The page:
Barclays Bank International who are selling 60 percent of Telecel on behalf of Vimpelcom have valued the company at $200 million which means the 40 percent shareholding that Brainworks Capital is acquiring should be $73 million. The 60 percent which is up for sale is priced at $127 million.
In a development akin to the arbitrage (burning) of the hyperinflationary era Jane Mutasa claims that the investment in Telecel through Empowerment Corporation has increased to $200 million.
However, facts on the ground show that the business is worth $50 million or even less. Financial analyst Respect Gwenzi said while the business continues to trade as if everything is normal, it is far from the case.
He said over the years, the company has lacked leadership and this has been a major contributor to the value destruction that the company has experienced.
“While the earnings potential of the company are huge, the fact is that there has been a lot of value destruction mainly on the back of inefficiency and management ineptitude. Telecel has been operating like a tuckshop and as such it has been starved of resources for re-investment.”
Gwenzi said Telecel compared to the other mobile network providers has a lower earnings before interest, taxes depreciation and armotisation (EBITDA) and net income margin.
Telecel Zimbabwe’s 40 percent shareholders – the Empowerment Corporation (EC) – are embroiled in a wrangle over the sale of the stake to Brainworks. Telecel remain’s EC’s only asset since inception in 1998.
“To just give you an indication of how stressed the business was, in 2010 the company had a closing cash balance of $3.5 million.
“One would expect that number to be roughly within range of 25 percent of Econet’s cash flows given the proportional sizes of both companies were we to do a comparable analysis of the two companies using the subscriber base as the basis of our analysis.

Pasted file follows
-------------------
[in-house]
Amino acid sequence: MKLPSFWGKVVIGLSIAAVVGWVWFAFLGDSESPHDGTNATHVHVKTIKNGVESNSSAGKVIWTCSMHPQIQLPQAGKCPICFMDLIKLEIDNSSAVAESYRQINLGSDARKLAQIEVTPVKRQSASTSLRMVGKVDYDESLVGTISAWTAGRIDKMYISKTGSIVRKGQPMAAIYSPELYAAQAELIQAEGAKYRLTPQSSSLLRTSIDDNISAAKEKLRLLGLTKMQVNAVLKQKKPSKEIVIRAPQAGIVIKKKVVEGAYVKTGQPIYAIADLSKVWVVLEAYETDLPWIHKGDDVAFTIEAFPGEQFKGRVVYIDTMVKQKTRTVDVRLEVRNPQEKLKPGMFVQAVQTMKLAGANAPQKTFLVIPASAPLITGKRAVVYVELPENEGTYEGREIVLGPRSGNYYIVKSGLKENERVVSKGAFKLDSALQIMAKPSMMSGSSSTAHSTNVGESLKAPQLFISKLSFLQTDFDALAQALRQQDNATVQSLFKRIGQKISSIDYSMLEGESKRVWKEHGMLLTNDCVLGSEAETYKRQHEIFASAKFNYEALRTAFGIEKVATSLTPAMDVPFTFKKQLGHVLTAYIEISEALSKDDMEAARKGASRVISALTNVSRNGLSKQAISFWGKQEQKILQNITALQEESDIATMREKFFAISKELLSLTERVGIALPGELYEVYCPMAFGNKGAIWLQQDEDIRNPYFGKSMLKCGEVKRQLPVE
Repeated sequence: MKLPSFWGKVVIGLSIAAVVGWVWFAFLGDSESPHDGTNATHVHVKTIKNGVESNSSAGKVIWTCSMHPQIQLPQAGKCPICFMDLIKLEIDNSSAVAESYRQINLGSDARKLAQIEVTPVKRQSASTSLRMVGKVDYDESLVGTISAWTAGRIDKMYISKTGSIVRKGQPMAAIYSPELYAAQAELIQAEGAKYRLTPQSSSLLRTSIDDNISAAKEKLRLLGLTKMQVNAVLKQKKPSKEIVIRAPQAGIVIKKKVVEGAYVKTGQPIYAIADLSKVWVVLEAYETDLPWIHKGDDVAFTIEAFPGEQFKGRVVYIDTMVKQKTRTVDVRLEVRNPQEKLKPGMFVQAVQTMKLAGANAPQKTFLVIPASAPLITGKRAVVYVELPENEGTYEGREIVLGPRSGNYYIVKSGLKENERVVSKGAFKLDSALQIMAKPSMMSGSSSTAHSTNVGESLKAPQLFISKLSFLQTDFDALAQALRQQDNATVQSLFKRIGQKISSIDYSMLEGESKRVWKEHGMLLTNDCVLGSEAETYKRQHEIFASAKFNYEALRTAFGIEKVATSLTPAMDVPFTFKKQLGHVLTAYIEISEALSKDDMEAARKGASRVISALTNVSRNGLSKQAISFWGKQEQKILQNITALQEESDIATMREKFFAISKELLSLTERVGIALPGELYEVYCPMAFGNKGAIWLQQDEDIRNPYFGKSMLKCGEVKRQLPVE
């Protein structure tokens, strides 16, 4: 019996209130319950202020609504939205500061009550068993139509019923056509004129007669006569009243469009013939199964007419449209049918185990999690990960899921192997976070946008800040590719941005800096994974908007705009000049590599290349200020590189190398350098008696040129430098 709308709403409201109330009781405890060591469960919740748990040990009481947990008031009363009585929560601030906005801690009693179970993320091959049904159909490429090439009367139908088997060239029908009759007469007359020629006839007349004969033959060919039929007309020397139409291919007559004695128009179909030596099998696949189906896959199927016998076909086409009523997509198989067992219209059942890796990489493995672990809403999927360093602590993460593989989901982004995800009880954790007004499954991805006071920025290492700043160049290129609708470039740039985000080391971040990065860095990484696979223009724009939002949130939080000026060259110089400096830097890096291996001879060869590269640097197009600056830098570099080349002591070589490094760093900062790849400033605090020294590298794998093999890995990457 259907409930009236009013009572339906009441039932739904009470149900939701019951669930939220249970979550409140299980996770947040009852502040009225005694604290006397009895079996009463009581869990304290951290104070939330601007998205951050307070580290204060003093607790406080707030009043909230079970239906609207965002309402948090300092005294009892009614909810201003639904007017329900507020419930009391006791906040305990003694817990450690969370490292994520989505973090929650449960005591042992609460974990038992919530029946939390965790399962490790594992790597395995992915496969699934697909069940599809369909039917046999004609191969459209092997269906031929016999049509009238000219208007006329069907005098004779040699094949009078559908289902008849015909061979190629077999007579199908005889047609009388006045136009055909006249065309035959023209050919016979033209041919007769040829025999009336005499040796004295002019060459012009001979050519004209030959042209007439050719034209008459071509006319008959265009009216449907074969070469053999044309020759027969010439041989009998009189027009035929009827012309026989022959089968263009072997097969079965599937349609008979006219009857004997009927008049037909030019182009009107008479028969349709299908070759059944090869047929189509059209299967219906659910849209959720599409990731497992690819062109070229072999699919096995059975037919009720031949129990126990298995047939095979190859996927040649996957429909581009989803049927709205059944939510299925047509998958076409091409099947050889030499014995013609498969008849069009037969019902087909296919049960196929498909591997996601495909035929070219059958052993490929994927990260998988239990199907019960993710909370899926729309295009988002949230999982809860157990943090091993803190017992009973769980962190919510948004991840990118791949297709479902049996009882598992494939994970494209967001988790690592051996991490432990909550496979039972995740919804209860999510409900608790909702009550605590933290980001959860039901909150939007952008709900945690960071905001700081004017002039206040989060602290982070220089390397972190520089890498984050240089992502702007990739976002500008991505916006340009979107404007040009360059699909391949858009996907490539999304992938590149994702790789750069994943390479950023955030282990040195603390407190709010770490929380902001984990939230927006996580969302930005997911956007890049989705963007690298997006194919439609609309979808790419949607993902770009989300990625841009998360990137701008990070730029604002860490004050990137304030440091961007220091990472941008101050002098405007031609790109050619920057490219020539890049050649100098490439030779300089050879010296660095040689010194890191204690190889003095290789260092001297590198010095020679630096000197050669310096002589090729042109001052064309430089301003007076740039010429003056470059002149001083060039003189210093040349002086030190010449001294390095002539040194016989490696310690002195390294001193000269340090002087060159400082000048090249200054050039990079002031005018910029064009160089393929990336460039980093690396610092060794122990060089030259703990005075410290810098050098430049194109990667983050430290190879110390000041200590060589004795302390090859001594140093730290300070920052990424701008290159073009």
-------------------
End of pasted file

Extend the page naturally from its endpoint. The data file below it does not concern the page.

“This means using the subscriber base as a basis, Telecel should’ve been holding a cash pile of roughly $17 million.
“At those numbers the company would’ve been looking at a valuation of $200 million with an EBITDA of $83 million if we use Econet multiples. But then this isnt the case.
“Telecel had an EBITDA of $26 million, a mere fraction of its true potential,” says the research note.
The analysis says that there has not been any equity capital raise in the last four years and if we were to consider that the company has had long-term liabilities of over $66 million and short term liabilities of $25 million then there is nowhere at such levels of gearing would the company have turned a corner and be valued at anything over $50 million.
“If we look at those numbers and look at the current trends using a comparable analysis with Econet which has publicly available numbers we can safely bet that a valuation of $50million is actually a bonus if we consider the fact that the company would be required to fork out over $130 million for an operating licence, its gearing and other factors,” reads the analysis.
Information gathered by our Harare Bureau shows that the depletion and stripping of cash in Telecel through various instruments has been to such an extent that the company was unable to pay the licence renewal fees and has had to negotiate a five year payment plan. All the cash that has been generated since inception in 1998 has been stripped out from the company to a point where it is running on an overdraft of $500, 000. herald